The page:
The world's buzzing about Bitcoins: here's what you need to know

Bitcoin, the much talked about digital currency, will soon address an Indian audience with the Global Bitcoin Conference where users and promoters from all across the world are scheduled to speak in Bangalore on 14 and 15 December.

Bitcoin, the much talked about digital currency, will soon address an Indian audience with the Global Bitcoin Conference where users and promoters from all across the world are scheduled to speak in Bangalore on 14 and 15 December.

However, even as this rapidly appreciating currency makes its attempts to enter the Indian market there is much that isn't clear about its origins and purpose in the minds of the Indian consumer.

Bitcoin: The Primer

Bitcoin is based on a 2008 concept paper released on the internet by the mysterious Satoshi Nakamoto. An unknown figure surrounded by anonymity and intrigue, his/her theoretical model addressed the need for a more efficient digital payment mechanism that isn't dependent on a third party for authentication or risk management.

 The worlds buzzing about Bitcoins: heres what you need to know


An illustration of this case is when making credit card payments online, a third party - a bank, needs to validate the security of the exchange, and manage any conflicts or irregularities that arise. Mr/Ms Nakamoto's contention is to simply cut out the third-party and entrust the security of your transaction to a global cloud of networked computers that use advanced computational cryptography to guarantee security. The model also promotes Bitcoins to be faster, irreversible and comparatively cheaper in transaction costs.

How is it made?

Bitcoin isn't like other currencies. There is no regulatory authority, no bank, no government and no individual responsible for managing or organizing the manufacturing and circulation of the currency.

Bitcoins are gained by solving complex algorithms across an open-source software network in an activity known as mining. The algorithms to be solved are based on a cryptographic concept called "proof of work" that demands computers to spend large amounts of time and energy in calculating the solution. The network holds numerous "blocks" that need to be solved to gain the "bounty" which is the Bitcoin.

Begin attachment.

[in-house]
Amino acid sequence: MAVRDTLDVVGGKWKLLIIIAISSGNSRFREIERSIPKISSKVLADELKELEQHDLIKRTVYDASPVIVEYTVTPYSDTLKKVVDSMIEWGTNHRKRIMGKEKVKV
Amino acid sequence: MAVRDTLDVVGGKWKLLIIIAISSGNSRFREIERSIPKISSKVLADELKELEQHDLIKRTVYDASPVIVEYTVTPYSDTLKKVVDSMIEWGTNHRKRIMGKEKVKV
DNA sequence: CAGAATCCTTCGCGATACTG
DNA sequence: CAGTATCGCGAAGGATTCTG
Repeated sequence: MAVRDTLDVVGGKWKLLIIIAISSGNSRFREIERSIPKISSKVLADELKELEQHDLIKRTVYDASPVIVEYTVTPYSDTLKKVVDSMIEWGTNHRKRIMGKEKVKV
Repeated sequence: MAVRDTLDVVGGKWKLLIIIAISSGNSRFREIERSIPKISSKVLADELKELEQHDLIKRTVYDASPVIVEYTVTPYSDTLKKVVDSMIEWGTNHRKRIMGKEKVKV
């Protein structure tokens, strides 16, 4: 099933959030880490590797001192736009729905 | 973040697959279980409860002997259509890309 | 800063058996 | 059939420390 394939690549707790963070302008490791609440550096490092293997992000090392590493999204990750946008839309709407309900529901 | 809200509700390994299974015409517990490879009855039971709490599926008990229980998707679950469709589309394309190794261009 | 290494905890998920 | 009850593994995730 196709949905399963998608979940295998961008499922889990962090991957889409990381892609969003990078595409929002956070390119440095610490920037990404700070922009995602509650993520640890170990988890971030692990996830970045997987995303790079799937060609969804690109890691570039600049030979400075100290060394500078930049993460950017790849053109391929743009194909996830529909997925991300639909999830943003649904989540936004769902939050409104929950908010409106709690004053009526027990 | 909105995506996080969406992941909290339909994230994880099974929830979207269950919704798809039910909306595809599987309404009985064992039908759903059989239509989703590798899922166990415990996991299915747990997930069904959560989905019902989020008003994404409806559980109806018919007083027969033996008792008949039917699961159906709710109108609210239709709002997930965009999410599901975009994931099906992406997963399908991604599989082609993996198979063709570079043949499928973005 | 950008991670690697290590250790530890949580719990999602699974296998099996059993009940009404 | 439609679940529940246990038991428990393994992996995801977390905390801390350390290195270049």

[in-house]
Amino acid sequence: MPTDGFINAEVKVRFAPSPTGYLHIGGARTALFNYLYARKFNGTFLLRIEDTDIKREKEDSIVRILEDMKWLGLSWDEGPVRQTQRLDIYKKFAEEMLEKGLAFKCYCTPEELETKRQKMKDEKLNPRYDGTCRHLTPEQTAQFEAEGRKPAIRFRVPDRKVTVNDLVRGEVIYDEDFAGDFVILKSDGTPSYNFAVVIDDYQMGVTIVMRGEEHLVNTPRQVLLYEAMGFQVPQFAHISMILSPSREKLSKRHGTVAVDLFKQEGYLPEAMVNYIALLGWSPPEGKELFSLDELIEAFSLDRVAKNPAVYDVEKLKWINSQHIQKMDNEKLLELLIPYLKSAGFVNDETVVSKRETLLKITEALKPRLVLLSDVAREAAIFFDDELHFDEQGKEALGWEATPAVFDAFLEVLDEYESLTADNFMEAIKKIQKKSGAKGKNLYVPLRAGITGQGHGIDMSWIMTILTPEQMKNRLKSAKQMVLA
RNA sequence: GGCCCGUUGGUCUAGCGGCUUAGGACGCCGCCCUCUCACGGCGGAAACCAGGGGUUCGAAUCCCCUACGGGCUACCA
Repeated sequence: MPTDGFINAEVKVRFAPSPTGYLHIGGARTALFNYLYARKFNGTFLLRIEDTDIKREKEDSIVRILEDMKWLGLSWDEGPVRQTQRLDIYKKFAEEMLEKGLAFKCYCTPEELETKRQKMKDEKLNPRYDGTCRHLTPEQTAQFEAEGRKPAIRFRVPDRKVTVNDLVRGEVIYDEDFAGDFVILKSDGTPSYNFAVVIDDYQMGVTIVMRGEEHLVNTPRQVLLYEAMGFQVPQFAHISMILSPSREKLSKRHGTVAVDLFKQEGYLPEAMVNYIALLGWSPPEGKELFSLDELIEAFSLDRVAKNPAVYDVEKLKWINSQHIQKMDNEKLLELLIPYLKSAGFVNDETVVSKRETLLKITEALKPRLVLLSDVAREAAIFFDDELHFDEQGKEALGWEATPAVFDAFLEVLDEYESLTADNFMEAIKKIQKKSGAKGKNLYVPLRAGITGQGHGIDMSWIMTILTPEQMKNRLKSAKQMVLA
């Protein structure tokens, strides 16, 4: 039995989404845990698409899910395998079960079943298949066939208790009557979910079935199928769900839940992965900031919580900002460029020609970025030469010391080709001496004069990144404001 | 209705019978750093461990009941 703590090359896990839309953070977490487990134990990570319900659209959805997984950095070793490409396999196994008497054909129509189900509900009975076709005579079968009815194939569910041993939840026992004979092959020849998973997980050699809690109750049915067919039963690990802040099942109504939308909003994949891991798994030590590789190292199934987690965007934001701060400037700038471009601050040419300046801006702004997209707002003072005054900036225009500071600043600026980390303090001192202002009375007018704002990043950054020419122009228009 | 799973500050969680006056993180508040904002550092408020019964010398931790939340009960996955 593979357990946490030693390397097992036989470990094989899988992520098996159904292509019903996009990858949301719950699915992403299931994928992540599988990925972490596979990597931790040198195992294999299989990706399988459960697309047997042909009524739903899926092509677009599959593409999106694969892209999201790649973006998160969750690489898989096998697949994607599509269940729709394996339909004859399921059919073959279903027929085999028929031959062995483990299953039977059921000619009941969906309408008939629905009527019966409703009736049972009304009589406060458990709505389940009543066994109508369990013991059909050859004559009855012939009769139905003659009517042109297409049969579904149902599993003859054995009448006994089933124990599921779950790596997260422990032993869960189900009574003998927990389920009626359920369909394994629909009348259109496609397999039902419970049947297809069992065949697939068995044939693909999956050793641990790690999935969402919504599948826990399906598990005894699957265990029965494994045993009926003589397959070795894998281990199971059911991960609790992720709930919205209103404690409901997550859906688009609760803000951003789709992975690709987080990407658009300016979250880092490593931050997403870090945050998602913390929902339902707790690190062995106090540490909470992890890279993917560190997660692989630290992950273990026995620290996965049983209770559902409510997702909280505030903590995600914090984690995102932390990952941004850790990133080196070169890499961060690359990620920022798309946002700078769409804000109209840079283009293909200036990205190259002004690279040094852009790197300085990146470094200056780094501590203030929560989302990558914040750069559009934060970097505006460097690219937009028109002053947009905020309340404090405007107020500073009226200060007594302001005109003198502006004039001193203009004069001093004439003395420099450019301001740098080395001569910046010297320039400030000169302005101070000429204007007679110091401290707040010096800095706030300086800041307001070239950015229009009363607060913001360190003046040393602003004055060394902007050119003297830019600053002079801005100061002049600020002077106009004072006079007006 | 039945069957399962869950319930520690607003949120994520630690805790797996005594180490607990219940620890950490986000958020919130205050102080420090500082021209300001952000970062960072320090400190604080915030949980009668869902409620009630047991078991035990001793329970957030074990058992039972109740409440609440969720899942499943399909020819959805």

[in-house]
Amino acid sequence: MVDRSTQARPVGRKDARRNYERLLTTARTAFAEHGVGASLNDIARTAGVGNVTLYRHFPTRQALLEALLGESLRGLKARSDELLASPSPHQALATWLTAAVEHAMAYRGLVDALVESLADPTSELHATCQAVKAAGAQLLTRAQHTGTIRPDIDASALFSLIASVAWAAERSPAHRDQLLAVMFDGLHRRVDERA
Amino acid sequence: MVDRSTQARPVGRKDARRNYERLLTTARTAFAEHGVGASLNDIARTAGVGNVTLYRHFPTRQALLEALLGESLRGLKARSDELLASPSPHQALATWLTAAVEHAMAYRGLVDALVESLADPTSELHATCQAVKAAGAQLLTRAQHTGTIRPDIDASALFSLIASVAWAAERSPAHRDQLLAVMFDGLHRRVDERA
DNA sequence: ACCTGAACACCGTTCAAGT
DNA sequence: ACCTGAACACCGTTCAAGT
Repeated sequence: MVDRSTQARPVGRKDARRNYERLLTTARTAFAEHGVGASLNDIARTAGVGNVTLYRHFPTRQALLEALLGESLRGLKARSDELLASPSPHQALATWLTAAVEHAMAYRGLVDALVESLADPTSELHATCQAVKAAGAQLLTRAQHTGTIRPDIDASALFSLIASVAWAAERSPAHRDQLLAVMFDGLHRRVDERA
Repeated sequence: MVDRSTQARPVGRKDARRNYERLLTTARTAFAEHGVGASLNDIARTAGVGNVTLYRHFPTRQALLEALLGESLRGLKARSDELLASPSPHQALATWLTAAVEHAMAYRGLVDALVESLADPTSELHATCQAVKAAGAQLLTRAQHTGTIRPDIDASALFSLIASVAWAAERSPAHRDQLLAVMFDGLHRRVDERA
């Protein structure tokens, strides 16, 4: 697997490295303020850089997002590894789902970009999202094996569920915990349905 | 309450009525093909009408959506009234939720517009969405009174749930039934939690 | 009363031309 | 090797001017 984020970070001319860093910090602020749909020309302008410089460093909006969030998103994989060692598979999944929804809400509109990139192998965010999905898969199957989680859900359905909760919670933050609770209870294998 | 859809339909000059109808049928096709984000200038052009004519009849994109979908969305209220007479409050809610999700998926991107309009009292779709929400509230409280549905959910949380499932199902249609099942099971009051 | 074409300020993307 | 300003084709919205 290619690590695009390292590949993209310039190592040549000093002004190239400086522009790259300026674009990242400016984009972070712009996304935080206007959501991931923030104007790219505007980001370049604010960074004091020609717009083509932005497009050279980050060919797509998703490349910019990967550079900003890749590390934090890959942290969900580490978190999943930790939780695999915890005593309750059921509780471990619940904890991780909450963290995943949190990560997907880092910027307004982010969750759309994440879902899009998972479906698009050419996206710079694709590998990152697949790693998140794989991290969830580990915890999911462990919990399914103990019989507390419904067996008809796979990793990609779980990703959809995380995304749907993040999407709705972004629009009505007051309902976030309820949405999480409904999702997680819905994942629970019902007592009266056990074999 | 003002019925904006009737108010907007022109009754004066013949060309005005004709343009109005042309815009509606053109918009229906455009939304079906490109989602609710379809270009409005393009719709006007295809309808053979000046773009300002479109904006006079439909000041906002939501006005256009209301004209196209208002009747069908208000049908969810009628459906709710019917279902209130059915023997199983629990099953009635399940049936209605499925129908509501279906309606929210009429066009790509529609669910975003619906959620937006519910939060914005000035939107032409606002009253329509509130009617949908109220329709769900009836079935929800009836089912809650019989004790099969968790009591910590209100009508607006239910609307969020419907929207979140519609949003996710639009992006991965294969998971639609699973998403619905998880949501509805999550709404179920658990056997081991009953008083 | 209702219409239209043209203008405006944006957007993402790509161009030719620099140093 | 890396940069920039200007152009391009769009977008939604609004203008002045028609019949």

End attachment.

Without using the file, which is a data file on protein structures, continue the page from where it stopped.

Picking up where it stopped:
Bitcoins exist in units from milli-Bitcoins (0.00000001BTC) to 1 BTC. Since they have no physical form they are stored in digital wallets that can also be printed, the printed form consists of two components - a 51 alphanumeric digit private key that begins with a 5 and a QR code. But in most cases they are stored on a users computer or on certain websites that hold it on a user's behalf.

Since Bitcoins exist only as a digital unit in the system the network has to monitor that there is no double-spending of the same Bitcoin. It accomplishes this by effectively tracking and recording all transactions in an anonymous registry so no user details are stored and only the Bitcoin units transacted are recorded.

How to Spend?

One of the key goals of Bitcoin is to ease the cost of transactions between parties online while maintaining trust between the two parties. If a customer wants to purchase an item from an online retailer, they would send the price of the item in Bitcoins through an online wallet to the retailer's Bitcoin address (a 27-34 alphanumeric string of characters beginning with 1 or 3) in exchange for the item. They can also send Bitcoins via mobile payment applications or in text form on emails.

So far the number of retailers accepting Bitcoins has remained extremely limited giving rise to an off-the-network market place where Bitcoins are a valid currency. The notorious TOR (The Onion Relay) network has become the dominant spending ground for Bitcoins as it provides people with the opportunity to anonymously and securely sell and purchase illegal goods. Recently the shut down of one such website on the TOR network - Silk Route - demonstrated the wide spread popularity of Bitcoins as an anonymous tool to pay for goods and services.

What is a Bitcoin worth?

The biggest concern with any currency is its value and worth. Within the trading networks of the Bitcoin community that operates on Mt.Gox (the online trading exchange), the majority of Bitcoins are traded and monitored on a minute-by-minute basis much like a stock market or currency exchange.

As with all currencies in the world, Bitcoin too is valued against the American Dollar, along with a handful of other international currencies. These rates have shown an extreme volatility over the last year, surging from USD $70 in July 2013 to USD $1000 by end of November. However concerns over its lasting value and real intrinsic worth are of special concern specially in light of the fact that its value isn't upheld by any government or agency, and only exists as long as a person's operating the network, mining and spending are involved.


The wide spread acceptance of any international open source currency is a monumental shift in global finance. The implications extend far beyond national monetary and fiscal policies and venture in to the political, moral, ethical, social and philosophical realms. In light of the already precarious Indian economy, these issues need careful and scrupulous scrutiny.

We'll keep decoding the meaning and implications of crypto-currencies and attempt to ascertain what governments and citizens can expect from the future.

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